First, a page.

How Seiya Suzuki Used Mike Trout As Inspiration To Come Up With The Puppies

MESA, Arizona — Ichiro Suzuki is a brawny 5’8″ and 77kg, while Mike Trout is a burly 6-2, 235. They represent very different body types and playstyles, but their unique abilities have converged to influence their careers. . by Seiya Suzuki.

After just two weeks with the Chicago Cubs, though, Suzuki is doing a lot to create his own identity.

On opening day, the outfielder was thrown into the fire against Corbin Burnes of the Milwaukee Brewers – the winner of the National League’s Cy Young award – and he produced a single and a walk, which is no small feat against a pitcher known for his control. necessary. .

“I had never seen a pitch like this before, but it excited me,” Suzuki told Japanese reporters of Burnes’ quick cut. “I was like, ‘Wow, are there pitchers who can do that here?’ The strength and movement of the ball was amazing and simply something I had never seen before.”

Excited? Yes. deterred? No way.

Since his debut, Suzuki has continued to shine, playing in right field and hitting in the middle of the Cubs’ order. He scored in back-to-back games in Pittsburgh, went deep twice more through Thursday, and collected 12 RBI, along with 13 walks, two of which were intentional. He was leading the majors with a 0.520 base percentage.

Though they share a surname, Suzuki is not related to Ichiro Suzuki, the longtime Seattle Mariners star who had his own scintillating debut in 2001. Ichiro Suzuki’s stellar first season earned him the rare combination of being the most valuable player and rookie of the year – making him the only one of 16 position players to come from Japan to be named his league’s top rookie. (Shohei Ohtani, a two-way star, was also, in 2018.)

The Japanese player in the 17th position, of course, is Seiya Suzuki, and his 0.343 batting average in 13 games makes comparisons with Ichiro Suzuki pretty obvious.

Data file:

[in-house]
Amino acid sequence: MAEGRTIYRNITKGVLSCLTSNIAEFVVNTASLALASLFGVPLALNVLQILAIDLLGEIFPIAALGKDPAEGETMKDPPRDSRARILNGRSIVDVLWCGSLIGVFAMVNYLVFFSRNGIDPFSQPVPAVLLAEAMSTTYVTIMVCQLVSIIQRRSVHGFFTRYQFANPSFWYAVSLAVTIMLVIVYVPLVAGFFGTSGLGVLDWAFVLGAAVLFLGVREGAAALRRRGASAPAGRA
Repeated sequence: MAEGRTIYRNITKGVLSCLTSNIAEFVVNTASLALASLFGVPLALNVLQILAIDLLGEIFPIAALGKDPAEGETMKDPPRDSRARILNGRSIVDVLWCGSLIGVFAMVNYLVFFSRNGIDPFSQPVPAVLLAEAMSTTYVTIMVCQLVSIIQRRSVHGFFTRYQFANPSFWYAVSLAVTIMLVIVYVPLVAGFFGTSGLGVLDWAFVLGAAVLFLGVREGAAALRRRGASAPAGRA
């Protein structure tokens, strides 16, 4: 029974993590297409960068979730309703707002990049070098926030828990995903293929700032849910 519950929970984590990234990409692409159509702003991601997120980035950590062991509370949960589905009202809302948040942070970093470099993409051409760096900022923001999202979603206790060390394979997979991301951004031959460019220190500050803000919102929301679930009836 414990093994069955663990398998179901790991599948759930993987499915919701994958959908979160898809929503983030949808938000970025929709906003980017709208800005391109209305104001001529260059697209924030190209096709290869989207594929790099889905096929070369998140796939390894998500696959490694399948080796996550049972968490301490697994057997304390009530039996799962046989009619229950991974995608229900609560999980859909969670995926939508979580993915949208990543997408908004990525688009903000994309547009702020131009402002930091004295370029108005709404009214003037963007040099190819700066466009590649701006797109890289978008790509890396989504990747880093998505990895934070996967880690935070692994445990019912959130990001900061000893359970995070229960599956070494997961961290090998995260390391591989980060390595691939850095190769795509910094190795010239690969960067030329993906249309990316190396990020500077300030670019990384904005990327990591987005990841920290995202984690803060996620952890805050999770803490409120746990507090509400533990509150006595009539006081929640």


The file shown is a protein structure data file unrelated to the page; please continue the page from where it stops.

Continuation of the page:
These comparisons go all the way back to Seiya being selected out of high school by the Hiroshima Carp in the second round of the 2012 draft. Immediately, he was nicknamed the “Red Helmet Ichiro,” a reference to Carpa’s colorful batting helmet. He was also initially given the same uniform number as Ichiro, 51, before finally accepting number 1 for the 2019 season, a prestigious honor with Carp.

Just like Ichiro, young Suzuki’s journey to right field began in a high school pitcher’s lot, where he hit 92 miles per hour on radar guns. But Hiroshima coveted his attacking potential and began to develop it as a midfielder. He bounced between the positions during call-ups in 2013 and 2014, but in 2016, at age 21, he was the Carp’s starting right fielder.

Young Suzuki’s battle to secure a position caught the attention of Hiroki Kuroda, who had pitched in the United States, including with the Yankees from 2012 to 2014. That led to career change advice — and a change in approach. The red helmeted Ichiro would try to get more out of his muscular physique.

“I was so totally consumed with settling down and fighting for a job with Carp at that time that American baseball was the furthest thing from my mind,” Suzuki explained recently in his native Japanese. “But Kuroda San noticed me and told me about a player there that I remembered with a similar build and skill set. He told me that if I worked hard, I could be like him.”

Kuroda had just joined the Carp after seven seasons and 79 wins for the Los Angeles Dodgers and Yankees. The player he was referencing to inspire Suzuki? The Angels’ Trout – Considered by many to be one of the greatest players in baseball history.

Kuroda’s encouragement had an immediate impact.